Shane Lowry declared himself untroubled by the loss of practice hours for his fourth US Masters.
Augusta National looked like the Savannah itself as promised thunderstorms forced another course closure, leaving the world's best golfers drumming their fingers on golf's most exotic piece of real estate.
Having played 27 holes since his arrival, Lowry believes he is already better placed than ever before to face down the unique pressures of Masters week.
Lowry has made the cut just once in three previous visits here, finishing tied 39th after rounds of 68, 76, 79 and 75 in 2016. That Thursday 68 stands as his only sub-70 return from eight competitive rounds of the National course. Yet, he is excited by the possibilities here.
Having flown up from Palm Beach, Lowry's initial intention was to play just nine holes on Sunday.
"But it was so nice I kept going," he smiled. "It was perfect. You take it for granted when you are here, but we didn't get off the course until half-six, quarter-to-seven. I didn't see another person on the back nine. It is one of the greatest places in the world.
"And look, a few months ago, I wasn't supposed to be here!"
Lowry's January win in Abu Dhabi catapulted him into contention to make the Masters field, albeit a subsequent loss of form did leave him sweating over that obligatory top 50 world ranking.
He is considered a remote 100/1 shot to be called to the Butler Cabin on Sunday evening, but the Clara man believes he has resolved the driving issues that left him requiring at least one victory at last week's WGC Match Play in Austin to be certain of playing here. He also considers himself far less susceptible now to the kind of distractions that undermined his debut in 2015.
That year he remembers having a pre-tournament chipping competition with Pádraig Harrington when Tiger Woods walked over to chat to the three-time Major winner. Because of nerves, Lowry was barely able to swing the club in front of Woods and admits that other issues niggled him that week.
One was having far too many people staying in the house he'd rented and, accordingly, little opportunity for peace. Another was the sense of being helplessly seduced by an event and place as distinct from having himself primed to play a tournament.
"The first year you are in awe of the place, it's a bit weird," admitted Lowry. "When you become more comfortable, it is easier to get your bearings and stuff. Even just driving down Magnolia Lane, walking in the clubhouse, it all takes getting used to. I just said to my dad and Neil, walking into the grill room to have lunch, it is much easier to do it for your fourth year than it is the first year when you are afraid you'd do something wrong."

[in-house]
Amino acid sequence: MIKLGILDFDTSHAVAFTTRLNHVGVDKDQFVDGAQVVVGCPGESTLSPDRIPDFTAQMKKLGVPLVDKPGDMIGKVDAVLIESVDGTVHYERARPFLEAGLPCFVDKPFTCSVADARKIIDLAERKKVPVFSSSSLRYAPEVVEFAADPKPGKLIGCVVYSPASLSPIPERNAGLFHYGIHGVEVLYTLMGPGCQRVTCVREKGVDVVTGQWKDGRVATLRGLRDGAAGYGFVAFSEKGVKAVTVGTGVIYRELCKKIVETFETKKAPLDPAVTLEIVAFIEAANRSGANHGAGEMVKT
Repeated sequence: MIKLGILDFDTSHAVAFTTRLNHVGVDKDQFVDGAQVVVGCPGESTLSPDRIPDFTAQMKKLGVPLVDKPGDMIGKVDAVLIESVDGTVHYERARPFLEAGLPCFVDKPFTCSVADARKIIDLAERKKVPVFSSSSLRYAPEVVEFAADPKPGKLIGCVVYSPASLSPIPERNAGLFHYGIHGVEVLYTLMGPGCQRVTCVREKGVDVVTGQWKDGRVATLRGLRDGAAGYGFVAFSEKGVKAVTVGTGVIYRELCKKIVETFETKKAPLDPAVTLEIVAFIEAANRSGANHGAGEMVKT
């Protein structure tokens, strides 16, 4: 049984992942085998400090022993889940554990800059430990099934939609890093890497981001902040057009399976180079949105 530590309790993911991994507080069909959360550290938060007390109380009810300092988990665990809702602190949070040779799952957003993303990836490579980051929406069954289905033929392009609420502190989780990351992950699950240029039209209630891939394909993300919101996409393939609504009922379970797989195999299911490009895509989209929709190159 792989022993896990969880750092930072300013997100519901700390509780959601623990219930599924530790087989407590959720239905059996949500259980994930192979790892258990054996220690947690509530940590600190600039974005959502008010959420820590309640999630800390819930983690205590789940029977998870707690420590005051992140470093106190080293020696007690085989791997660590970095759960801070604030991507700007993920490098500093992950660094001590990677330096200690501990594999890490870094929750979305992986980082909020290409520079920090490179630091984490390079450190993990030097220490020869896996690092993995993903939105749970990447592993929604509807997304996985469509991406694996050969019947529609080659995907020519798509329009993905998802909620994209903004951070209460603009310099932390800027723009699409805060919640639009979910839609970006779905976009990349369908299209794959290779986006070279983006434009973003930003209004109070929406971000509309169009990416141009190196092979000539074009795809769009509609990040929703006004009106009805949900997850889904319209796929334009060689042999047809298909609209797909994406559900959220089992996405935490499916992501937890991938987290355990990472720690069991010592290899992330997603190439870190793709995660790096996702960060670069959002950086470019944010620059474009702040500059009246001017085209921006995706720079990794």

Lowry has been paired with former champion, Canadian Mike Weir, and American amateur Kevin O'Connell for the first two days, teeing off tomorrow at 1.52pm Irish time. He will tee up for today's par three competition alongside England's Matt Fitzpatrick.
While he considers a US Open the ultimate test of a golfer's game, Lowry sees little room for the tiniest hiccup of concentration at Augusta.
"People try and say what it takes to win around here," he explained. "It literally takes every part of your game. There is no... you can't get away with doing anything bad. You hit a bad drive, you are out of position. You hit a bad iron shot, you are out of position. You hit a bad chip shot, or hit a bad putt...
"It just takes your whole game to be good. I feel like for the most part of the year my chipping has been pretty good, my iron play has been lovely for a few months, and my putting... I still feel has been decent and I feel comfortable. I have a (new) driver now and if I can go out, get it in play and give myself a few chances, I can do alright.
"But Jesus... this is... there is no doubt... it is the most excited I have been to come to a golf tournament. It was almost last week I was counting down the days. Maybe for a couple of years I was in here and taking it for granted a little bit."
Lowry's pillar-to-post $1,166,660 win in Abu Dhabi, italicised a hard mental edge, particularly when his three-shot overnight lead so quickly curdled into a four-shot Sunday deficit.
The 32-year-old believes he has the maturity to be a bigger player this week than before. "I feel like I am ahead of the game with 27 holes played," he admitted. "The bad weather won't worry me. A player of my ranking and stature, you come in under the radar and try and go about your business the way you want and hopefully get yourself in the mix come the weekend.
"I think I'm more mature. I try to put things in a bit more perspective these days. We'll see where it leaves me on Sunday."